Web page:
Q. I'm having trouble printing Web pages. To try to track down the problem, I hooked my printer up to an old computer and everything printed okay, so I don't think the problem is with my printer. But when I try printing Web pages with my new computer, I just get partial pages or sometimes blank pages. Any idea what's going on? I'm using Internet Explorer and Windows 98.
A. This could be caused by a number of things. For example, if a Web page you're attempting to print is part of a site that uses frames (smaller windows) to display content, each frame will tend to print on a separate page resulting in the always-popular partial-page effect. To avoid that and print an entire page, click File > Print > Options tab. Then select "As laid out on screen."
It's also possible that there is a problem with an Internet Explorer setting that relates to encoding language. This is a setting that helps IE display Web-page content based on the language that was used to create it originally. "Auto-Select" is the default setting, which could be the source of the problem. Try disabling it by clicking View > Encoding, then click the Auto-Select option to remove the checkmark beside it. If that doesn't work, try manually selecting the "Unicode (UTF-8)" option by clicking View > Encoding > More. After making the changes, close Internet Explorer, then reopen it for the changes to take effect.
Q. On some Web pages I can't read very small text that appears in certain areas. Is there any way to enlarge just the places that I can't read?
A. Thanks to Windows' accessibility options, you can magnify any portion of what's displayed on your screen. To do this, click Start > Programs > Accessories > Accessibility > Magnifier. If you don't have an Accessibility menu, you'll need to install the Accessibility tools. To do this, insert your Windows installation CD, then click My Computer > Control Panel > Add/Remove Programs. You'll see a list of available programs and components you can install. Select Accessibility tools and follow the prompts for fast, easy installation.
Q. I have some short stories that I'd like to sell on CD, but I'm concerned that somebody might copy them and try to resell them. My stories are in Word format. Is there any way I can keep people from making copies of files on the CD?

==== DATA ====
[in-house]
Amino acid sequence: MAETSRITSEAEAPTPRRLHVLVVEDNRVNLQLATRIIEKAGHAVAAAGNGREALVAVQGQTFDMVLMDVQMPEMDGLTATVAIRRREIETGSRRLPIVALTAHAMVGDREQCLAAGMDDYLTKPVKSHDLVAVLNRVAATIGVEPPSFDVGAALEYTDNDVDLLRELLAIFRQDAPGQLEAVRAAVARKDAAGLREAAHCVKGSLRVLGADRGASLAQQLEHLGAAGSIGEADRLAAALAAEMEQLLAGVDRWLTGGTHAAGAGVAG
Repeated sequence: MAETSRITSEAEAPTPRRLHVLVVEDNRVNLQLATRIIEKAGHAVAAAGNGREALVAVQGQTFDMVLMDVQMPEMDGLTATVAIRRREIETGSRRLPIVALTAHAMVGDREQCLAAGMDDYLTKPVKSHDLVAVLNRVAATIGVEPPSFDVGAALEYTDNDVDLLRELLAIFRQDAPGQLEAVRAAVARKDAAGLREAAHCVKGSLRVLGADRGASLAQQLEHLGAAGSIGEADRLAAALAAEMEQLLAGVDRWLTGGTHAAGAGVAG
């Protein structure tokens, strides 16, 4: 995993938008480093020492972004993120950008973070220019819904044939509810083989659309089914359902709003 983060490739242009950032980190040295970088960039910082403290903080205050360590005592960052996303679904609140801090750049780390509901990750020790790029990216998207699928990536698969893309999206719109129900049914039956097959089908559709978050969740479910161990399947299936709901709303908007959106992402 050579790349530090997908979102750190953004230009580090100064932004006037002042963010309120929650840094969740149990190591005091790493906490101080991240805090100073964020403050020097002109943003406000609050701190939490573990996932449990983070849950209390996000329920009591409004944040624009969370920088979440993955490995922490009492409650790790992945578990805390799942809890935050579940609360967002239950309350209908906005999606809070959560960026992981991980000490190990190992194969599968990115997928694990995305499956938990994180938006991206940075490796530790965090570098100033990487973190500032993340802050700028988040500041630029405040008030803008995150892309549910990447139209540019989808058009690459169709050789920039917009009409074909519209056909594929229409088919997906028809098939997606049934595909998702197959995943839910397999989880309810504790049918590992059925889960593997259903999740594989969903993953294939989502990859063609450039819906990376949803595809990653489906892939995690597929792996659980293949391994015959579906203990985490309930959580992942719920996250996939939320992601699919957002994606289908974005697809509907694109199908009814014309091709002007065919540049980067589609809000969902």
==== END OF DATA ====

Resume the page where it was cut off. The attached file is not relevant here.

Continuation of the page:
A. Welcome to the wild and wacky world of copyright protection. For better or worse, technology has made it easy and convenient to copy just about anything, so there really isn't much you can do to prevent someone from copying a CD. You could convert your Word files to .PDF (Adobe) files using the conversion service available on the Adobe Web site (www.adobe.com), then password-protect your .PDF files. The problem with that approach is that you would have to provide the password to people who purchase your CD, so it's ultimately not going to be as secure as you would like.
All you can really do is try to monitor auction sites such as eBay and any other locations online where you think somebody might try to sell your stories. If somebody swipes your work product, you can then send them a "cease-and-desist" letter or email, or retain an attorney to handle it for you, if necessary. But the bottom line is that protecting your work product once released in CD format is virtually impossible.
Q. What is the difference between a playback device and a player?
A. Besides the spelling (I just love a good straight line) a playback device is any device that's capable of playing audio or video such as a VCR, a video camera in VCR mode, a CD player, DVD player, or a Web cam. The term "player" generally refers to software that can play or display content on a computer. For example, Microsoft's Media Player is the player for movies that you create with Movie Maker or other similar programs.
Mr. Modem's Sites of the Week:
Hark, the herald Christmas Web site, just teeming with activities for revelers of all ages. Move your mouse when you arrive on this site and observe one of the coolest mouse-cursor trails of all time.
The perfect gift for the hard-to-buy-for individual or to start young people on the road to fiscal responsibility -- or ruin, as the case may be. Here you can purchase a single share of stock from a long list of companies, including Microsoft, Harley-Davidson, and the Boston Celtics, and have it custom mounted and framed. No minimum deposit is required and the paperwork and fees usually associated with purchasing stock are handled by OneShare.com for $39, plus the cost of the stock itself and an optional frame.
Patron Saints Index
A searchable database of more than 4,600 patron saints that include portraits, biographical information, areas of patronage, links to related sites, quotations, and more. If you're looking for some divine intervention -- and who isn't -- be sure to visit this site. You'll find patron saints of everything from abandoned people to zoos, including Mr. Modem's favorite, St. Isadore of Seville, the patron saint of computers.
(For prompt, personal answers to your computer questions, subscribe to Mr. Modem's weekly newsletter at www.MrModem.com. Read Mr. Modem's column each month in "Smart Computing" magazine. For a free issue, visit www.MrModem.com and click the "Smart Computing/Mr. Modem" logo.)